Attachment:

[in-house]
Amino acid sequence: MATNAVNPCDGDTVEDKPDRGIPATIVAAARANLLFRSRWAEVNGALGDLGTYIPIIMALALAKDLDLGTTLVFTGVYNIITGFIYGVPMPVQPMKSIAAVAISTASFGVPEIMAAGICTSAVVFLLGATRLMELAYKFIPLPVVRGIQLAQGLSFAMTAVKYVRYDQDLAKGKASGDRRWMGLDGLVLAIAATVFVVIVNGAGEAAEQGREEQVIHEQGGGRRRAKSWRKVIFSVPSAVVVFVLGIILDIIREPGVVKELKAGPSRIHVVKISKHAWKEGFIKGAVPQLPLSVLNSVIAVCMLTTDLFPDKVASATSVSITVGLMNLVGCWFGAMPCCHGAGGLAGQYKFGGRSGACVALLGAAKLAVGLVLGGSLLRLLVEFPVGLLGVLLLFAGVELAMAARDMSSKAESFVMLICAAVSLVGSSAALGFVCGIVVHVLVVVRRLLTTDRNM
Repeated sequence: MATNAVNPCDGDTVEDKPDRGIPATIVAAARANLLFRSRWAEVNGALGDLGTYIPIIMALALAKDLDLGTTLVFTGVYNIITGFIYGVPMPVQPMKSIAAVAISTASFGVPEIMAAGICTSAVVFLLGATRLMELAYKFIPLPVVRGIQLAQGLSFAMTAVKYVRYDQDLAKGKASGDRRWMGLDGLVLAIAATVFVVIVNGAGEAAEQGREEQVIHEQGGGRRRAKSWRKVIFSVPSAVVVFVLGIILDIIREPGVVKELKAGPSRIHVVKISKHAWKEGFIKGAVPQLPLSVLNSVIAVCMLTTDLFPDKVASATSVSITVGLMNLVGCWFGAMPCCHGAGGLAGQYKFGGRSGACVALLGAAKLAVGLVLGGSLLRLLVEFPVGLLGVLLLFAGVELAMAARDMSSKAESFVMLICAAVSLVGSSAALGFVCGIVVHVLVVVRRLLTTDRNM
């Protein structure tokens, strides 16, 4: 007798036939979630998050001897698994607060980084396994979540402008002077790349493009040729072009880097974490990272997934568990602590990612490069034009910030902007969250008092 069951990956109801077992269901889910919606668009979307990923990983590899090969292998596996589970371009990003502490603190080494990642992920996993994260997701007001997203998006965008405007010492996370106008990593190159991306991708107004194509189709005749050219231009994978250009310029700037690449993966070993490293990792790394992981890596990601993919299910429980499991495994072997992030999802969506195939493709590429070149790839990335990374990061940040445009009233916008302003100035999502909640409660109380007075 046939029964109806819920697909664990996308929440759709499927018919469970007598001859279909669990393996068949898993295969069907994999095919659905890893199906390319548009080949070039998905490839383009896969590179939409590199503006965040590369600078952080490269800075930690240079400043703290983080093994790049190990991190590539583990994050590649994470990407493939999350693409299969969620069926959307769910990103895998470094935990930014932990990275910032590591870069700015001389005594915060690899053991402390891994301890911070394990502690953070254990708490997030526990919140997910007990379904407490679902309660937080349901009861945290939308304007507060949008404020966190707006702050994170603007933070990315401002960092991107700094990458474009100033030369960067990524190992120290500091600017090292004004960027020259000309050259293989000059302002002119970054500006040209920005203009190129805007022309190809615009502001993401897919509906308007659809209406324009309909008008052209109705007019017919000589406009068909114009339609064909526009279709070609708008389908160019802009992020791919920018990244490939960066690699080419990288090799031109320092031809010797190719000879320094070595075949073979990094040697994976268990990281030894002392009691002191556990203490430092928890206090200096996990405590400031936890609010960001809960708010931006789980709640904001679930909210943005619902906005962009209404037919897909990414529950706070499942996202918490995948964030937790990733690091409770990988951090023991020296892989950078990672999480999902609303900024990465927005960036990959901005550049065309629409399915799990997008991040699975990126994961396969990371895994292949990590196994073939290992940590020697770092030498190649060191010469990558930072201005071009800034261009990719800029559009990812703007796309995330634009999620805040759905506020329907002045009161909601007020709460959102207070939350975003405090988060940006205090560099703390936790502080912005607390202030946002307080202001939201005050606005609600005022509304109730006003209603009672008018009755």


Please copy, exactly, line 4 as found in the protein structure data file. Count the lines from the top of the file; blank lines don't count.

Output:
């Protein structure tokens, strides 16, 4: 007798036939979630998050001897698994607060980084396994979540402008002077790349493009040729072009880097974490990272997934568990602590990612490069034009910030902007969250008092 069951990956109801077992269901889910919606668009979307990923990983590899090969292998596996589970371009990003502490603190080494990642992920996993994260997701007001997203998006965008405007010492996370106008990593190159991306991708107004194509189709005749050219231009994978250009310029700037690449993966070993490293990792790394992981890596990601993919299910429980499991495994072997992030999802969506195939493709590429070149790839990335990374990061940040445009009233916008302003100035999502909640409660109380007075 046939029964109806819920697909664990996308929440759709499927018919469970007598001859279909669990393996068949898993295969069907994999095919659905890893199906390319548009080949070039998905490839383009896969590179939409590199503006965040590369600078952080490269800075930690240079400043703290983080093994790049190990991190590539583990994050590649994470990407493939999350693409299969969620069926959307769910990103895998470094935990930014932990990275910032590591870069700015001389005594915060690899053991402390891994301890911070394990502690953070254990708490997030526990919140997910007990379904407490679902309660937080349901009861945290939308304007507060949008404020966190707006702050994170603007933070990315401002960092991107700094990458474009100033030369960067990524190992120290500091600017090292004004960027020259000309050259293989000059302002002119970054500006040209920005203009190129805007022309190809615009502001993401897919509906308007659809209406324009309909008008052209109705007019017919000589406009068909114009339609064909526009279709070609708008389908160019802009992020791919920018990244490939960066690699080419990288090799031109320092031809010797190719000879320094070595075949073979990094040697994976268990990281030894002392009691002191556990203490430092928890206090200096996990405590400031936890609010960001809960708010931006789980709640904001679930909210943005619902906005962009209404037919897909990414529950706070499942996202918490995948964030937790990733690091409770990988951090023991020296892989950078990672999480999902609303900024990465927005960036990959901005550049065309629409399915799990997008991040699975990126994961396969990371895994292949990590196994073939290992940590020697770092030498190649060191010469990558930072201005071009800034261009990719800029559009990812703007796309995330634009999620805040759905506020329907002045009161909601007020709460959102207070939350975003405090988060940006205090560099703390936790502080912005607390202030946002307080202001939201005050606005609600005022509304109730006003209603009672008018009755």